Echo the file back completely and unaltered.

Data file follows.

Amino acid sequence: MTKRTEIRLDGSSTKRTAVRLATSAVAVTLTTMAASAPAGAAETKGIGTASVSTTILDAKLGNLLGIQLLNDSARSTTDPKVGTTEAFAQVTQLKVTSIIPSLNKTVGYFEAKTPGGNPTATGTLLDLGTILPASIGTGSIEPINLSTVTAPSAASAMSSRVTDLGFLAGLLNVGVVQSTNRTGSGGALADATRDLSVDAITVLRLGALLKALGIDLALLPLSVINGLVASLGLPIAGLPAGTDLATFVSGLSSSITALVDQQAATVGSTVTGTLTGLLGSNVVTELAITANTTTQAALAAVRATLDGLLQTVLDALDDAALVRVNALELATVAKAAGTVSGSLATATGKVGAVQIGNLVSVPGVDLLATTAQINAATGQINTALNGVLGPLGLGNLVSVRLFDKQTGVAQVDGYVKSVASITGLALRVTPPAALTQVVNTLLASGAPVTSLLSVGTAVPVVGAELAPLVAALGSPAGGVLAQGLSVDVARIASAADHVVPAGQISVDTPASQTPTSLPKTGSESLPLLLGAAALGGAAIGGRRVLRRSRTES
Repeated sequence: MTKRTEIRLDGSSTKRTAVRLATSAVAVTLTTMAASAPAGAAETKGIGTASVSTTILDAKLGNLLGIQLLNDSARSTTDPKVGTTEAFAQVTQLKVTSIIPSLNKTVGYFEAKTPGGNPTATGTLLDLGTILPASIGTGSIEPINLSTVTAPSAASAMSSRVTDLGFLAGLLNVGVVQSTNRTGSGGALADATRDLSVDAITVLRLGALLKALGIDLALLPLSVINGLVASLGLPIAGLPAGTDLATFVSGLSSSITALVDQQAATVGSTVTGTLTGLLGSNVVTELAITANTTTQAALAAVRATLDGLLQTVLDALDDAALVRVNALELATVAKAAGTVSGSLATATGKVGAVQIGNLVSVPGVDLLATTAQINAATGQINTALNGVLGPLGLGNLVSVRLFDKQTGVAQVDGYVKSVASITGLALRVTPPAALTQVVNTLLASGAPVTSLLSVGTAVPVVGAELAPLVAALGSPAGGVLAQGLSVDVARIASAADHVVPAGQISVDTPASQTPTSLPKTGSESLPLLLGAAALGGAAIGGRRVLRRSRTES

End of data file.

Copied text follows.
Amino acid sequence: MTKRTEIRLDGSSTKRTAVRLATSAVAVTLTTMAASAPAGAAETKGIGTASVSTTILDAKLGNLLGIQLLNDSARSTTDPKVGTTEAFAQVTQLKVTSIIPSLNKTVGYFEAKTPGGNPTATGTLLDLGTILPASIGTGSIEPINLSTVTAPSAASAMSSRVTDLGFLAGLLNVGVVQSTNRTGSGGALADATRDLSVDAITVLRLGALLKALGIDLALLPLSVINGLVASLGLPIAGLPAGTDLATFVSGLSSSITALVDQQAATVGSTVTGTLTGLLGSNVVTELAITANTTTQAALAAVRATLDGLLQTVLDALDDAALVRVNALELATVAKAAGTVSGSLATATGKVGAVQIGNLVSVPGVDLLATTAQINAATGQINTALNGVLGPLGLGNLVSVRLFDKQTGVAQVDGYVKSVASITGLALRVTPPAALTQVVNTLLASGAPVTSLLSVGTAVPVVGAELAPLVAALGSPAGGVLAQGLSVDVARIASAADHVVPAGQISVDTPASQTPTSLPKTGSESLPLLLGAAALGGAAIGGRRVLRRSRTES
Repeated sequence: MTKRTEIRLDGSSTKRTAVRLATSAVAVTLTTMAASAPAGAAETKGIGTASVSTTILDAKLGNLLGIQLLNDSARSTTDPKVGTTEAFAQVTQLKVTSIIPSLNKTVGYFEAKTPGGNPTATGTLLDLGTILPASIGTGSIEPINLSTVTAPSAASAMSSRVTDLGFLAGLLNVGVVQSTNRTGSGGALADATRDLSVDAITVLRLGALLKALGIDLALLPLSVINGLVASLGLPIAGLPAGTDLATFVSGLSSSITALVDQQAATVGSTVTGTLTGLLGSNVVTELAITANTTTQAALAAVRATLDGLLQTVLDALDDAALVRVNALELATVAKAAGTVSGSLATATGKVGAVQIGNLVSVPGVDLLATTAQINAATGQINTALNGVLGPLGLGNLVSVRLFDKQTGVAQVDGYVKSVASITGLALRVTPPAALTQVVNTLLASGAPVTSLLSVGTAVPVVGAELAPLVAALGSPAGGVLAQGLSVDVARIASAADHVVPAGQISVDTPASQTPTSLPKTGSESLPLLLGAAALGGAAIGGRRVLRRSRTES